The company’s policy forbids accounts that “promote violence against or directly attack or threaten other people” on the basis of personal characteristics. Duke, who was the leader of a KKK offshoot from 1974 to 1978, has been routinely condemned for racism, anti-Semitism, misogyny, and homophobia.
It was unclear what specific action warranted Duke’s suspension, but a Twitter spokesperson told CNN that the decision was “in line with our recently-updated guidance on harmful links.”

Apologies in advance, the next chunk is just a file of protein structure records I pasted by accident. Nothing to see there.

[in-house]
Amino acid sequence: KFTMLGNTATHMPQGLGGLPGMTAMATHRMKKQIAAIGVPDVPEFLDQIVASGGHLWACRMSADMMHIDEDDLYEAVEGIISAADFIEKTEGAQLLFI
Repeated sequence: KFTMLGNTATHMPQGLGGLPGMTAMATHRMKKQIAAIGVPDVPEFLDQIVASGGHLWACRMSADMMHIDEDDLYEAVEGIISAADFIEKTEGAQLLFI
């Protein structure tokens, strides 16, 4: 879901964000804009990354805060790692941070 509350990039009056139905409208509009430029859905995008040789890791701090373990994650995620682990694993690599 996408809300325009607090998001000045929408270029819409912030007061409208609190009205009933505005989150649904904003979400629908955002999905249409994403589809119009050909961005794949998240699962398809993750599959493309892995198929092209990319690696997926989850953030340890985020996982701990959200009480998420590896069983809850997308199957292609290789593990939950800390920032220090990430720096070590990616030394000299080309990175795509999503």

For some, however, the decision to ban Duke — who had more than 53,000 followers — was too little, too late. Legal advocacy organization Southern Poverty Law Center, which specializes in litigation against white supremacist groups, called Twitter’s actions as “a step in the right direction,” while also chastising the move as “long overdue.”
“Twitter, and other social media companies and message boards, still have a lot of work to do to clean up their platforms and stop the spread of hateful ideologies and propaganda,” the nonprofit said in a statement.
— CNN Business’ Oliver Darcy contributed to this report